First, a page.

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Today’s project is my absolute favorite one that is part of my Ecological Gift Wrapping series: furoshiki. This Japanese technique is a super simple form of reusable fabric gift wrap, although it’s also used to carry bundles in Japan.
I’ve been using the same furoshiki fabric squares for years, and they have made my gift wrapping, especially during the holidays, so much easier and faster, not to mention waste-free and cost-free!
(Make sure you check out the rest of my Ecological Gift Wrapping Guide, too!)
Basically, furoshiki is a square of fabric which is wrapped and tied around an object, either to carry it or to just make it look pretty for gift giving.
There are quite a few shops selling these fabric squares at pretty high prices. But why bother paying loads of money when you can get in on the fun at a fraction of the cost?
I’ll show you how to make your own furoshiki, with or without sewing, and how to wrap with it!
What fabric is best for furoshiki?
Not all fabrics work equally well for wrapping furoshiki-style. It’s better to use a lightweight, but sturdy, fabric. It’s preferable to use a non-see-through fabric which is printed or colored on both sides.
The fabrics I used in this post were discovered hidden away in my grandmother‘s attic after her passing away. I would never use them for clothing because I can’t stand polyester against my skin (or Hawaiian prints, for that matter), but they’re perfect for furoshiki. But if you don’t have random fabric you want to get rid of, look elsewhere in your home or thrift shop. Lightweight curtains, sheets and comforter covers are all great sources of fabric yardage.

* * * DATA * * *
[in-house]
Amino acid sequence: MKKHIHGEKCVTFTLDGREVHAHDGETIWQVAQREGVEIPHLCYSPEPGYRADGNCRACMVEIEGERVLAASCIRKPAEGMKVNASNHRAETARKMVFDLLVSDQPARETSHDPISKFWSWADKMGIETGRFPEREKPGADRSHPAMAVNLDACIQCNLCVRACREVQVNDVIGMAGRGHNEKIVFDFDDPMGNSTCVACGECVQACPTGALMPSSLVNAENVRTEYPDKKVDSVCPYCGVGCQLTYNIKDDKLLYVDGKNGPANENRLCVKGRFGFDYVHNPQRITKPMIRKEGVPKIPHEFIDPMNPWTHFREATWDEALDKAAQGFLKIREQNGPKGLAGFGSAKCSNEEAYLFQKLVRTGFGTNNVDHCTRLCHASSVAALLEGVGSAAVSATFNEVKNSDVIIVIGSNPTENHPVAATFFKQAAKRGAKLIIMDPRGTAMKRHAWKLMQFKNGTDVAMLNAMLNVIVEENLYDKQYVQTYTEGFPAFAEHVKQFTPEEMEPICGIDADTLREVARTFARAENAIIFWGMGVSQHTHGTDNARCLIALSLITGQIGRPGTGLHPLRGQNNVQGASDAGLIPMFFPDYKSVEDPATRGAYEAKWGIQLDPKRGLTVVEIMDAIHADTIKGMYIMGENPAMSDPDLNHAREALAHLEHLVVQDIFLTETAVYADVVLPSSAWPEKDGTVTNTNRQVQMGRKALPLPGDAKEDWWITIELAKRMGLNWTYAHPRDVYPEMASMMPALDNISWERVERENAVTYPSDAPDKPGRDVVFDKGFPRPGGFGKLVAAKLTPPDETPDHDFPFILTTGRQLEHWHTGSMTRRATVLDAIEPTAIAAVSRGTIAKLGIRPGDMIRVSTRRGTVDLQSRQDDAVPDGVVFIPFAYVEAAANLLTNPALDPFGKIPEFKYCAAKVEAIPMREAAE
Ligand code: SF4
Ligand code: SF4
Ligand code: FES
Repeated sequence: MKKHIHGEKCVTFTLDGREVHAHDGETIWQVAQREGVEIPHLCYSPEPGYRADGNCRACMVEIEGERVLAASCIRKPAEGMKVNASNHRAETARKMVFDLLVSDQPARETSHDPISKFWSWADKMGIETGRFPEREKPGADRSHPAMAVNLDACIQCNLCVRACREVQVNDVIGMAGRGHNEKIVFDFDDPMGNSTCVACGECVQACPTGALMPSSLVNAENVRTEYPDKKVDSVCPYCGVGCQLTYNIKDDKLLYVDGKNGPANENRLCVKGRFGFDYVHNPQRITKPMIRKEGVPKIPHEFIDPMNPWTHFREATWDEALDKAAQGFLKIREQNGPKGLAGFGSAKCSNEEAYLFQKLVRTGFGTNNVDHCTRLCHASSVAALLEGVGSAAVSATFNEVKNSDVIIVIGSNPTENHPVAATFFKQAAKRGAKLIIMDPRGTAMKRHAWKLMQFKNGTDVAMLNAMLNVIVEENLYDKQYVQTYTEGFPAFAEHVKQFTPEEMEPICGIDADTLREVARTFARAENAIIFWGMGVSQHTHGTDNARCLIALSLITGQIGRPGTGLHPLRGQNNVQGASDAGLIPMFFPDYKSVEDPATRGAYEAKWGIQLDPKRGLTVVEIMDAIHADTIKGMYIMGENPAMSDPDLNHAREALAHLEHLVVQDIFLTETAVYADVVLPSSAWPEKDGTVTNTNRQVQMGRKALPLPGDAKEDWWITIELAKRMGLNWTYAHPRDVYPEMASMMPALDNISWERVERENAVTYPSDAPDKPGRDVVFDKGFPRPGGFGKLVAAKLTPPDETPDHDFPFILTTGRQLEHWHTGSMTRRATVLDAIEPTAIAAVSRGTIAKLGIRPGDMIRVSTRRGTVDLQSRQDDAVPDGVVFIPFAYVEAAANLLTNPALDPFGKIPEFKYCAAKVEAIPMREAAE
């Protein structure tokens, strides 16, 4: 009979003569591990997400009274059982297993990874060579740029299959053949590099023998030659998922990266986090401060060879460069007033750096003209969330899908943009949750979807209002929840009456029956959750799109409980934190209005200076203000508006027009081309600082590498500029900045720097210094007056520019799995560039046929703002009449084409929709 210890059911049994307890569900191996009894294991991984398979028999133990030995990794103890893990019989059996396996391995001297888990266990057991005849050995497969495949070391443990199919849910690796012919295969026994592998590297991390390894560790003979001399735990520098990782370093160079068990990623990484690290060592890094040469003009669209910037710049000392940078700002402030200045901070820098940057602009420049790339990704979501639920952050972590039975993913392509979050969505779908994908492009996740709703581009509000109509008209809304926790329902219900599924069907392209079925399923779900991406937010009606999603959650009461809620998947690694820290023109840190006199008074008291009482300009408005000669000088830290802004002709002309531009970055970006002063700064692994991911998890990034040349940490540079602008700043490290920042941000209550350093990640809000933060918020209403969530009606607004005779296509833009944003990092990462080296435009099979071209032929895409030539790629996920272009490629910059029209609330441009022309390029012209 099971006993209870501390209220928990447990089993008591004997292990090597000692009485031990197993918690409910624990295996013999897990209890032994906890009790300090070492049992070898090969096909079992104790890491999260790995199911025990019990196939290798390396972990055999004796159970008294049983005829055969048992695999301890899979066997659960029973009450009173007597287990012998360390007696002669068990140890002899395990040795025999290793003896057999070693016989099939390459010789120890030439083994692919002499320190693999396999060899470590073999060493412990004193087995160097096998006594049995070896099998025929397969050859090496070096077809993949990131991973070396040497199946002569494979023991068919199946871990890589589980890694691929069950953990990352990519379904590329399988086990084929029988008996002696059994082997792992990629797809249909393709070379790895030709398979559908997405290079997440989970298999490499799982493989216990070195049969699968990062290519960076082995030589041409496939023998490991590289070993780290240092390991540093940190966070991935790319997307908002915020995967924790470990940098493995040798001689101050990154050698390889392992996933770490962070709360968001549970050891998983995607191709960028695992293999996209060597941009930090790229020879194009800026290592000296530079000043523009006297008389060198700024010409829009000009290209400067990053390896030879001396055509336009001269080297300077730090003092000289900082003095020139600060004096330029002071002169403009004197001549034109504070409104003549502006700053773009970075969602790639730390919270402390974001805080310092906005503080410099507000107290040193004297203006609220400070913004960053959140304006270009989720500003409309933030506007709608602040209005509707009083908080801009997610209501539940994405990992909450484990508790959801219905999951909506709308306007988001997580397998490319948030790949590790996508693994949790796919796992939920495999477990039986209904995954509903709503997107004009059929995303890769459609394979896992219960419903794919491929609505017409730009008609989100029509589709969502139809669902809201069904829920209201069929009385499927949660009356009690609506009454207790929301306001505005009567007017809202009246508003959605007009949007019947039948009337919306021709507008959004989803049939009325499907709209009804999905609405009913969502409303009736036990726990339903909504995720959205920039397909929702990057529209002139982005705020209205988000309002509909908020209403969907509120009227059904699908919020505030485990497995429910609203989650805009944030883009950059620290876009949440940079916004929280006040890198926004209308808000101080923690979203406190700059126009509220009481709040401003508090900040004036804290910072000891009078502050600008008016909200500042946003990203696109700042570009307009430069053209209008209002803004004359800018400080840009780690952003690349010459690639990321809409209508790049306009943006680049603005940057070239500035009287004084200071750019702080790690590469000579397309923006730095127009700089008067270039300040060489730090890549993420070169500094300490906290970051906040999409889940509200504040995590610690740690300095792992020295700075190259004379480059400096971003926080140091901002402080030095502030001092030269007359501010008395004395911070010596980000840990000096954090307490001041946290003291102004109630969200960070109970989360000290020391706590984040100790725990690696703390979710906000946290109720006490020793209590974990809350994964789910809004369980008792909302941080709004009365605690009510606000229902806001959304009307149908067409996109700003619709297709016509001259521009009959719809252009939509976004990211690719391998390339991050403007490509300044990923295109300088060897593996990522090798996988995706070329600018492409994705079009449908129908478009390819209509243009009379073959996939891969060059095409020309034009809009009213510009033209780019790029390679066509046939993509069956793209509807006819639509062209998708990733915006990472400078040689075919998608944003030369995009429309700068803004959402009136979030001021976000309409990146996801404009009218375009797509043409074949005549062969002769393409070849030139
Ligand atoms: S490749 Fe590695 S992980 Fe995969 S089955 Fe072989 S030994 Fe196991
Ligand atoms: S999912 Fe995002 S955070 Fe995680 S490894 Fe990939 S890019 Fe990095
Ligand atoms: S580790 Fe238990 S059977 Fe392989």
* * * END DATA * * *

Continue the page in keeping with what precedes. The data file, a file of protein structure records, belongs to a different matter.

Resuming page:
How to make Furoshiki fabric gift wrap:
Wikipedia tell us that the most common sizes are 45 cm and 68-72 cm squares, but really you can do whatever size you want.
I wanted to get the most out of my fabric, so I pretty much split the length of my fabric into two columns, one of which was roughly 70 cm wide and the other about 45 cm wide. Then I cut squares out of each column.
I also made some huge squares for bigger packages about 110 cm wide, taking up the whole width of the fabric.
How to cut perfect fabric squares
How do we make perfect fabric squares? Easy! Lay out your fabric cut to the width you want, then fold one of the outer corners diagonally up so as to form a triangle. (shown above)
Snip snip, and you’ve got a square! If you’re slightly more careful about cutting than I was here, you’ll have a perfect square and not a wonky one like mine. But really, it doesn’t make much of a difference in the end if it isn’t perfect, so don’t sweat it!
A fun trick to getting fast and perfectly straight cuts without having to measure too much is to just rip the fabric.
Fold your fabric to form a triangle, as shown above. Make a little cut along the top edge of the fabrics but, instead of cutting all the way down, hold each side of the snipped fabric in a hand and continue to tear it all the way to the other side.
When you do this, the fabric rips along the grain, making it a perfectly straight tear. The edges will be slightly fray-ey and puffy, but a quick ironing will fix that up. (My fabric really needed ironing anyway!)
Optional sewn edges
If your fabric doesn’t fray, you can just leave the furoshiki square as it is, however with repeated folding and knotting, the edges could start to fray anyway.
To avoid this, I highly suggest finishing off the edges.